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On Faith

Fritz Fritschel

Religious thought
may misunderstand power

The term "power" seems simple enough to understand. Yet I believe it has been the source of many abuses and misunderstandings in religious thought.

That is, when we apply certain notions of power to God, we often produce a real dilemma, if not real danger.

Developing a clear concept of divine power can be a great help in preserving a sense of human freedom and responsibility, in acknowledging divine influence in the evolutionary process, in coming to terms with the reality of genuine evil, and for avoiding imperialistic notions and policies.

The problem occurs when all power is seen as concentrated in one center. This is often what supernatural theism entails.

God, in this view, is seen as having a monopoly on power. If God is seen as all-powerful in this sense, then all other creatures are seen as acting by virtue of divine control or divine will. The world is seen as having no power of its own, but only having a derivative or subordinate power.

Power for the creatures is power given gratuitously, granted and permitted by God, who has the final say and control. Nothing can happen except what God wills or at least permits.

The world is essentially a unilateral world.

Although there are biblical passages reflecting such supernatural power, along with an accompanying arbitrary intervention, it is not the only image of power available in Scripture.

And it is certainly not the most admirable. Such an image of power leads to authoritarian and imperialistic attitudes and practices.

A more adequate and admirable notion is to regard divine power as personal, compassionate and persuasive.

Here emphasis will be put upon the last term. Persuasion recognizes that all creatures -- indeed, all animals, molecules and quarks -- have power, also.

Thus, all creatures have a range of choice and freedom, along with the responsibility that comes with such freedom. There is no monopoly of power in one center, no unilateral power.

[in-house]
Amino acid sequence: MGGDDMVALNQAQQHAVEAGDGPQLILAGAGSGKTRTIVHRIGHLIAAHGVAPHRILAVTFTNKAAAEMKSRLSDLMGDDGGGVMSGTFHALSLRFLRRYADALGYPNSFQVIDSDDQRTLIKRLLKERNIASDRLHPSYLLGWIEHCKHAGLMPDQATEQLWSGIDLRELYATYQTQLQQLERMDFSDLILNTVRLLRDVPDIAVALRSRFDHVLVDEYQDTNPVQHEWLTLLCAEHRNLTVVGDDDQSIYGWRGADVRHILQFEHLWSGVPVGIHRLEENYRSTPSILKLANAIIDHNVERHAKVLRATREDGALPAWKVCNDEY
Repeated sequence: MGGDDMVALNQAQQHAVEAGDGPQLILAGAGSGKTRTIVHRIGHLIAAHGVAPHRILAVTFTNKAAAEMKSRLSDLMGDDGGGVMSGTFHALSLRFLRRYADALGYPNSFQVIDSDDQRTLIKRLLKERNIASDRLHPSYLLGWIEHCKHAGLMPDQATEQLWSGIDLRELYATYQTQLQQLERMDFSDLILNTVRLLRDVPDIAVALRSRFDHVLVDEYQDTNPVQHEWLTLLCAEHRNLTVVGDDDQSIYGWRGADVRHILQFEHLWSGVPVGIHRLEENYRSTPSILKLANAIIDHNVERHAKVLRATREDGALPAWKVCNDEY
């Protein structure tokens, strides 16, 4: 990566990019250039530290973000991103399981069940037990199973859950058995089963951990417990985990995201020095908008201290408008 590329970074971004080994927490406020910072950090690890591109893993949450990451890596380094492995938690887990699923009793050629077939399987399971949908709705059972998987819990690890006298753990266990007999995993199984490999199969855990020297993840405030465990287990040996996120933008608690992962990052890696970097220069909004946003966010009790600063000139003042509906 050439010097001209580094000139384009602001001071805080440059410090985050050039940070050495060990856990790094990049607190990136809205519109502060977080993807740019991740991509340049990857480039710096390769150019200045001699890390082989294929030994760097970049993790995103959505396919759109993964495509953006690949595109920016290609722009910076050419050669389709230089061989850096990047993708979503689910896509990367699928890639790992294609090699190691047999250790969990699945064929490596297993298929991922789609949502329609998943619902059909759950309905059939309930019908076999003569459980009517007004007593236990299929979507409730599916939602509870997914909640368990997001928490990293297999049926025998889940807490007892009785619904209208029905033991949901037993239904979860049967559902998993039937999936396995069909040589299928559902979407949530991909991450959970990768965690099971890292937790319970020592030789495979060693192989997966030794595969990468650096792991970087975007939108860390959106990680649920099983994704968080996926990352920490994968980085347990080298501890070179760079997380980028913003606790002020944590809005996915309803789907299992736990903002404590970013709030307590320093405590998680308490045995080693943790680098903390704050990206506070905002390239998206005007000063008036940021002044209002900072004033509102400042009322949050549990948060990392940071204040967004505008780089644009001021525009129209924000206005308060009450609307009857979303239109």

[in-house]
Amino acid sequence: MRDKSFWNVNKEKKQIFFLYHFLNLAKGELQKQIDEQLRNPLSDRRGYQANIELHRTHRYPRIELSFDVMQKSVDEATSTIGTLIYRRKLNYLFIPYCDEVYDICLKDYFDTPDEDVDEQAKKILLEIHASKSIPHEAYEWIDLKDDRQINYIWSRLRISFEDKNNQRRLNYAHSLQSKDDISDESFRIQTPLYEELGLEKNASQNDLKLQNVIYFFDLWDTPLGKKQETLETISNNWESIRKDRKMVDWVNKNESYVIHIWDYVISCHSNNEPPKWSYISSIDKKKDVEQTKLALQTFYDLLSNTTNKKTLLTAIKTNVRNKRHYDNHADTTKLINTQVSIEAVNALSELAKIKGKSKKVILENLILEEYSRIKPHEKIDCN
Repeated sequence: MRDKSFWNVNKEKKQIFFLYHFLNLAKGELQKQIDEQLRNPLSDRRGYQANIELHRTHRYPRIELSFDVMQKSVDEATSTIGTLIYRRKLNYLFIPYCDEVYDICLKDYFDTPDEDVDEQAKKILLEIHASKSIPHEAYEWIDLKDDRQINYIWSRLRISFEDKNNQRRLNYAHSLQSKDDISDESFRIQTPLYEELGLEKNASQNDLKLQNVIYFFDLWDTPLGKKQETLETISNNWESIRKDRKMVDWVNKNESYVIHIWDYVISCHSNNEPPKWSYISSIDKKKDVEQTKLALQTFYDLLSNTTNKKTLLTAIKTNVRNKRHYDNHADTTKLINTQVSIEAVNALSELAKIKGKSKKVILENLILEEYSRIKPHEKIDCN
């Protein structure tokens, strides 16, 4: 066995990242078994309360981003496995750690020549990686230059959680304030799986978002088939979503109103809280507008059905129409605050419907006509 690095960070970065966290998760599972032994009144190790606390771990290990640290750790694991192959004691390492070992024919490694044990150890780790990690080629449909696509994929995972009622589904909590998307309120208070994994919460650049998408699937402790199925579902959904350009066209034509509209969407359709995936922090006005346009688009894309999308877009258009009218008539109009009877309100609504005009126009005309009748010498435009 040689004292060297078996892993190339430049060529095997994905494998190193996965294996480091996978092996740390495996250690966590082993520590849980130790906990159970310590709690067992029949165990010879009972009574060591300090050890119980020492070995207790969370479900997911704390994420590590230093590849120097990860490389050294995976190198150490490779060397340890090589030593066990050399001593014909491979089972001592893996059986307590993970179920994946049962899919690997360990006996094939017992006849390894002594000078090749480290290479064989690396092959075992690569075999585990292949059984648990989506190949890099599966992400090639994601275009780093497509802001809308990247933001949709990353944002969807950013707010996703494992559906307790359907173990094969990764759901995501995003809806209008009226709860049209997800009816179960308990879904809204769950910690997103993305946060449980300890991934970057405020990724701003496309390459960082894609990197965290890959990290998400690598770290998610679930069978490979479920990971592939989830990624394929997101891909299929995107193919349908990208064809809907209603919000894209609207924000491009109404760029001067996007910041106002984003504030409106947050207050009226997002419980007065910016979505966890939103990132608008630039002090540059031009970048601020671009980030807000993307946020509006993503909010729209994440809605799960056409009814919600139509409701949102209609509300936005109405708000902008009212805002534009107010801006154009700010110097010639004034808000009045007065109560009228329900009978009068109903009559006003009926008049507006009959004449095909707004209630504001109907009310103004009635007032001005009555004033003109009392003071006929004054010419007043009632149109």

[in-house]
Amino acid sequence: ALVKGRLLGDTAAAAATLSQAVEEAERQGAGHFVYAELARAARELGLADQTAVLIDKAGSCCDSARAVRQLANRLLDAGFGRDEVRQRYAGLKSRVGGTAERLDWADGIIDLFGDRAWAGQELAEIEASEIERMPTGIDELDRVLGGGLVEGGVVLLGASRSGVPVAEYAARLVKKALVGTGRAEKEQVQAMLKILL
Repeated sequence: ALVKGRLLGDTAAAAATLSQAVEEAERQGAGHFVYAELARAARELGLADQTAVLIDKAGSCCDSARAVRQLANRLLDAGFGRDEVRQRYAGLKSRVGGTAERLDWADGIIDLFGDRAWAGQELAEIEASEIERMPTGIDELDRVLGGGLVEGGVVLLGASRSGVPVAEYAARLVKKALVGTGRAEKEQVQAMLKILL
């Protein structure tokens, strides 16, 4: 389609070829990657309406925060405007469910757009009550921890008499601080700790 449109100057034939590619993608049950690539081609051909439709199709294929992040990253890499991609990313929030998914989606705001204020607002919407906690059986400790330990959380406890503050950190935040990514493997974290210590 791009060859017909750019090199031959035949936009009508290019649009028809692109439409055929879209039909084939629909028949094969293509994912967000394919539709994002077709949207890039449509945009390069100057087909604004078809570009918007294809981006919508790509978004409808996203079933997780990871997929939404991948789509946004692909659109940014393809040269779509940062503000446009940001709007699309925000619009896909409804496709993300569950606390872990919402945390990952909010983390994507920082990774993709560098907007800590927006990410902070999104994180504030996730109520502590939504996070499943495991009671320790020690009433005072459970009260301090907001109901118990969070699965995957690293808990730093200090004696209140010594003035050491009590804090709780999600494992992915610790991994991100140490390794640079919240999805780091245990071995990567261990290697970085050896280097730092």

And there is no absolute control that a divine agency has within the world, intervening in some last-ditch effort. Unfortunately, the seeds and expressions of imperialism fashion themselves on this kind of model.

Persuasive power can be divine and supreme without being absolute, in the sense that the divine influence affects every event that happens, luring the world toward more adequate expressions of truth, beauty and goodness.

But influence is not the same as control. Influence or persuasion operates with the lure of ideal aims, with a vision that more just systems of order can be established, with a prospect that beauty and harmony can be enhanced, with a longing that more adequate expressions of truth may be found.

Influence allows each creature, according to its own realm of circumstances, to choose what sense of order, unity and harmony will be accomplished.

Persuasive power is the power of love.

Certainly this allows for real evil to occur in the world. Creatures do not have to follow the ideal aims offered. Yet, it makes sense of an evolutionary process in life. It also places a great deal of responsibility on the choices made by creatures. Furthermore, it avoids the tendency to develop imperialistic ideas and policies.

The Rev. Fritz Fritschel recently retired as chaplain at Hospice Hawaii and serves part time on the clergy staff at Lutheran Church of Honolulu.


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